Application to Six Stochastic Mortality Models
, 2010
"... This paper develops a framework for developing forecasts of future mortality rates. We discuss the suitability of six stochastic mortality models for forecasting future mortality and estimating the density of mortality rates at different ages. In particular, the models are assessed individually with ..."
Abstract
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This paper develops a framework for developing forecasts of future mortality rates. We discuss the suitability of six stochastic mortality models for forecasting future mortality and estimating the density of mortality rates at different ages. In particular, the models are assessed individually with reference to the following qualitative criteria that focus on the plausibility of their forecasts: biological reasonableness; the plausibility of predicted levels of uncertainty in forecasts at different ages; and the robustness of the forecasts relative to the sample period used to fit the model. An important, though unsurprising, conclusion is that a good fit to historical data does not guarantee sensible forecasts. We also discuss the issue of model risk, common to many modelling situations in demography and elsewhere. We find that even for those models satisfying our qualitative criteria, there are significant differences between both central forecasts of mortality rates at different ages and the distributions surrounding those central forecasts.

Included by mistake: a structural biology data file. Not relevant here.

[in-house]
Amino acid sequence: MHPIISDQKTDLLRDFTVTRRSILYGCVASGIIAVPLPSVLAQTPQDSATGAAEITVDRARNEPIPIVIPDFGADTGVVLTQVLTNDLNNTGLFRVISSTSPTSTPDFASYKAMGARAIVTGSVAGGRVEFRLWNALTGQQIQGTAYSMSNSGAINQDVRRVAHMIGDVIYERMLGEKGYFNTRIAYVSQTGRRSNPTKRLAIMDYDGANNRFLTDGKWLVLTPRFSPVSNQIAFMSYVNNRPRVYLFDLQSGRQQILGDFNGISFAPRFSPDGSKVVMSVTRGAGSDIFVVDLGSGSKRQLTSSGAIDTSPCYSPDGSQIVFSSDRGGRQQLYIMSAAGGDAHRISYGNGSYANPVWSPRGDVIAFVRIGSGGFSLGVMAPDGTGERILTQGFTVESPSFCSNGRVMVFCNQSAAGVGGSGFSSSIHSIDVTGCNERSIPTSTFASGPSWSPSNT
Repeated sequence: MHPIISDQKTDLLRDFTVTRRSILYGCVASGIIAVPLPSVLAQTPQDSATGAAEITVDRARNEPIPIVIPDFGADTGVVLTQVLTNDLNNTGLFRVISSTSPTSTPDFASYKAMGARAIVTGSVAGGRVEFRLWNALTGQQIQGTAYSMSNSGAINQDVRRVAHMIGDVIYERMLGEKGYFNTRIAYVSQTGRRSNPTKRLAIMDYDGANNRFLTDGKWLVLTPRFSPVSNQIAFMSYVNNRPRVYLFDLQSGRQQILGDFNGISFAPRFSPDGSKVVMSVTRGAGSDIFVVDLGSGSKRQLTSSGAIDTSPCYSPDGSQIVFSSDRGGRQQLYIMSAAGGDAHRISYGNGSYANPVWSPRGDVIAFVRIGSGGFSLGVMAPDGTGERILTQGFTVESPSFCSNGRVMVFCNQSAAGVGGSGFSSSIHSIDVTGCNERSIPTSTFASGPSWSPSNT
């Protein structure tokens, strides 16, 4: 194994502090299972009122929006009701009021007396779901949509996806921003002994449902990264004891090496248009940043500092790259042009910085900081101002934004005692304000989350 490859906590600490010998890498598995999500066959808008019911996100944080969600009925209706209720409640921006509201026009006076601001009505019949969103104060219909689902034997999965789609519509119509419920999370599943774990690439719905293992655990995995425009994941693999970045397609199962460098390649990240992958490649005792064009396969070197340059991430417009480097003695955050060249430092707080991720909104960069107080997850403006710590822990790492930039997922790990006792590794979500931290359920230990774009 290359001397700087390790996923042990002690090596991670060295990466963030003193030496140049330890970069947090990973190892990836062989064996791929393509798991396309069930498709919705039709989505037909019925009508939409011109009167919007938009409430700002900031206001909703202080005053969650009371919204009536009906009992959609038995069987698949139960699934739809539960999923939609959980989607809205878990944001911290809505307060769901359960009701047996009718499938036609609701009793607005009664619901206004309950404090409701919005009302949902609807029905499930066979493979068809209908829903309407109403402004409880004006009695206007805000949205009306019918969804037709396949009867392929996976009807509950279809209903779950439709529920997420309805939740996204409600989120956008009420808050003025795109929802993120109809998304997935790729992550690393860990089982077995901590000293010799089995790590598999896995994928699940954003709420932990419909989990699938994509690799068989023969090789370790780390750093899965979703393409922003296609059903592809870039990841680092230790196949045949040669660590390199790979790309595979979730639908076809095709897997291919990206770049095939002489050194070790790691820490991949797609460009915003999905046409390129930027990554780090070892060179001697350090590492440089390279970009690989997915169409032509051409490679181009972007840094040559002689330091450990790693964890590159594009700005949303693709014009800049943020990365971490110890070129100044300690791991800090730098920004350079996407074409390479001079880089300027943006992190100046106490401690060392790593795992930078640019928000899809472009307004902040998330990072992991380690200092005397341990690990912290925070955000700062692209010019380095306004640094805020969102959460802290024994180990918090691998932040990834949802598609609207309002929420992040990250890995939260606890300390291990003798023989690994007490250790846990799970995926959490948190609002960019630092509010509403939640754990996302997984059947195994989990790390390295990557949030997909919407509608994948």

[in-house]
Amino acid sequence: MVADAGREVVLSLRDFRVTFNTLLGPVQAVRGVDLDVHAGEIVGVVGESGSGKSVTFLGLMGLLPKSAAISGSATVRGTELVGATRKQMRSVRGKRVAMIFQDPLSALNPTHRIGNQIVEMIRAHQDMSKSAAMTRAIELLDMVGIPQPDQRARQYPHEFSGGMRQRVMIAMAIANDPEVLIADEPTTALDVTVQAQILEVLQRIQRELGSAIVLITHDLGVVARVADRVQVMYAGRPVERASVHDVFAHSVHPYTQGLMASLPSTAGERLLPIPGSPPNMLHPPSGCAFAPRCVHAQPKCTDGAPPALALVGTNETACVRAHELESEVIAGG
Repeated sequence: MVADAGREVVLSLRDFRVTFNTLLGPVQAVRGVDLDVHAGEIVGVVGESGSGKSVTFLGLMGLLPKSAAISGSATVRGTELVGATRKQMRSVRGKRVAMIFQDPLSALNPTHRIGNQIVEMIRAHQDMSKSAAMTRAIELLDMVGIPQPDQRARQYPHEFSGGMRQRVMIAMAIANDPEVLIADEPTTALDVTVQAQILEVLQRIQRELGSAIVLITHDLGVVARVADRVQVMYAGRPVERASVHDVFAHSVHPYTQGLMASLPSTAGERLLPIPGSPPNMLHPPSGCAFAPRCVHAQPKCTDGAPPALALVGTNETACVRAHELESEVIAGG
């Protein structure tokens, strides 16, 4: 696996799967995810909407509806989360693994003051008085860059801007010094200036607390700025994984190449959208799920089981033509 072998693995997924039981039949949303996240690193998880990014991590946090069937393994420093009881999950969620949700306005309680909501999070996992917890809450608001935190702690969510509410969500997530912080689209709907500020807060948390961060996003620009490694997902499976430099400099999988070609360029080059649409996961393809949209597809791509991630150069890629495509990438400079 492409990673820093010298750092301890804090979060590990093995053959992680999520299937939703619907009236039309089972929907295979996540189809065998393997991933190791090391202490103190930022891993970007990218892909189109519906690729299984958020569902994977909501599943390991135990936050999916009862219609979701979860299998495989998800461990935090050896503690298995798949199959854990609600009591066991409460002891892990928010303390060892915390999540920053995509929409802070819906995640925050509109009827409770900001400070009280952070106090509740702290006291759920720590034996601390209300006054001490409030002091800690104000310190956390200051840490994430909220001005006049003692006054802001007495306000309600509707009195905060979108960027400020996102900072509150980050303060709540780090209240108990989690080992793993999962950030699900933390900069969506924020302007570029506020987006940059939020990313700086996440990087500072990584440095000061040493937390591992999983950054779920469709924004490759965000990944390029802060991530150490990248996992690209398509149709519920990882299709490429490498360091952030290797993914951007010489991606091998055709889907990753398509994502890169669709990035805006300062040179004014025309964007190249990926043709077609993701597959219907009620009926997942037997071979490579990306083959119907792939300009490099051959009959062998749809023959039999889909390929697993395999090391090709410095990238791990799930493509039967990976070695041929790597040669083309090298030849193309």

www.imdea.org Automated Model Selection in Finance: GeneraltoSpecific Modelling of the Mean and Volatility Specifications ∗
, 2011
"... social sciences working papers series in Economics and Social Sciences 201109 Automated model selection in finance: Generaltospecific modelling of the mean and volatility specifications ..."
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social sciences working papers series in Economics and Social Sciences 201109 Automated model selection in finance: Generaltospecific modelling of the mean and volatility specifications
Automated Model Selection in Finance: GeneraltoSpeci c Modelling of the Mean and Volatility Specications
, 2011